Maternity

Maternity

We recognise that expectant mothers require very special attention. Our dedicated teams are here to help you through your pregnancy and birth and provide you with the best care to suit your individual needs.

You can choose to access maternity care in any of our units:

Your appointments

Making your first appointment - how to be referred

When you first find out that you are pregnant you should register for antenatal care as soon as possible. This enables us to organise maternity care for you that takes into account all your needs and preferences.

There are currently three ways that you can be referred to Barts Health maternity services. You can:

Once your referral has been received a booking appointment with a midwife will be sent out to you and ideally be completed before the week 10 of your pregnancy.

At this appointment your individual plan of care will be discussed with you and plans made for your future appointments.

If you have booked to have your baby at another unit but wish to transfer your care to us, please complete the self-referral form above. We will do our best to see you within two weeks of receiving your form.

The Trust offers an interpreting service, Bilingual Health Advocacy Service which includes face-to-face interpreting and also telephone line interpreting. For more information visit the interpreting service pages of our website here.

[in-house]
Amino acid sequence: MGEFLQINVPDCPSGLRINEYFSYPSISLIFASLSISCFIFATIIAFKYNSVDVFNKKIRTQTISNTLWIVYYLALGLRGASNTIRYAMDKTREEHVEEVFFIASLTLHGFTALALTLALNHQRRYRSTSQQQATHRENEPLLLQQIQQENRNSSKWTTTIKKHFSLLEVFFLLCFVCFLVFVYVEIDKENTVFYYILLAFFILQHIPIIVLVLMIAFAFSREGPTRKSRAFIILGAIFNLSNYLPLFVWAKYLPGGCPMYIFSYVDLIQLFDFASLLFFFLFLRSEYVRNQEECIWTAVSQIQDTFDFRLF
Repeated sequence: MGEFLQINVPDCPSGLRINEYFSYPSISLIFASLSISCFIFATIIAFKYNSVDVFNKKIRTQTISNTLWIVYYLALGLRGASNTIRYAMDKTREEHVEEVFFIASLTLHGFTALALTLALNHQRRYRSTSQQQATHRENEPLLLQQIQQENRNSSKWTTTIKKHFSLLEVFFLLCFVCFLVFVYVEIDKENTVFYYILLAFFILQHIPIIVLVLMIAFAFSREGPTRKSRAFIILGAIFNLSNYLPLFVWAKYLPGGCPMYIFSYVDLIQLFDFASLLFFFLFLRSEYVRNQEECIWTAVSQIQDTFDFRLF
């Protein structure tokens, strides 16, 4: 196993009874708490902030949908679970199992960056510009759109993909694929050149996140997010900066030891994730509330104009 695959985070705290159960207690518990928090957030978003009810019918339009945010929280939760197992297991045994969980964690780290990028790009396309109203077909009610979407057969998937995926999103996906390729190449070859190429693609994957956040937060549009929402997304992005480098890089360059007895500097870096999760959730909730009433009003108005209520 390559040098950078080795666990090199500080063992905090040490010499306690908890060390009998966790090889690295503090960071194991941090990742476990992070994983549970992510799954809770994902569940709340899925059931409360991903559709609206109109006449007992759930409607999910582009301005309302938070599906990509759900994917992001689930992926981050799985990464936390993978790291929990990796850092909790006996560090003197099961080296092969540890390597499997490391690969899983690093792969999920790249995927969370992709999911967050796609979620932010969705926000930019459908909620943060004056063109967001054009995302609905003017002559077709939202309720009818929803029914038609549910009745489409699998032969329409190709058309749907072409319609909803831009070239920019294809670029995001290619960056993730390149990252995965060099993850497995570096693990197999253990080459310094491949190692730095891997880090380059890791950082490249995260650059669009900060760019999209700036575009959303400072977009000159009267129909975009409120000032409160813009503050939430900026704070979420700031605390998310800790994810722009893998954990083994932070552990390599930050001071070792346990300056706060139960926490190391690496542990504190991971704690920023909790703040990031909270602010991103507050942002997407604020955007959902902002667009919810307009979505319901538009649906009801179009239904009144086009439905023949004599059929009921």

If English is not your first language and you require this service then this should be included on the referral form and an interpreter will be arranged for your appointment. We prefer not to use any friends or family members to interpret for you.

Before your first appointment

With your appointment letter we will also send a booklet called screening tests for you and your baby. Please read this before your appointment. You will then be able to ask any questions with the midwife before deciding which screening tests you wish to have. 

Please bring with you to your appointment:

  • scan reports if you have already had any ultrasound scans
  • a copy of your maternity notes, blood results or ultrasound scan reports if you are transferring your care from another hospital

We provide additional services for patients with learning disabilities by giving them a hospital passport. For more information about the passport visit the patients with disabilities page here.

At your first appointment

Your first pregnancy appointment, also known as your booking appointment, will either take place at one of our hospitals or in your local GP surgery or Children’s Centre.

At this appointment the midwife will ask you a series of questions about your medical history, previous pregnancies and health and well-being. The midwife will give you information for your pregnancy, including information about:

  • maintaining a healthy pregnancy such as how to eat healthily and stop smoking
  • what choices are available to you during your pregnancy, including screening tests and where to have you baby
  • how to access antenatal classes

Your booking appointment usually takes around one hour and is also an opportunity for you to ask any questions you may have. You are welcome to have your husband, partner, mother, or friend attend with you.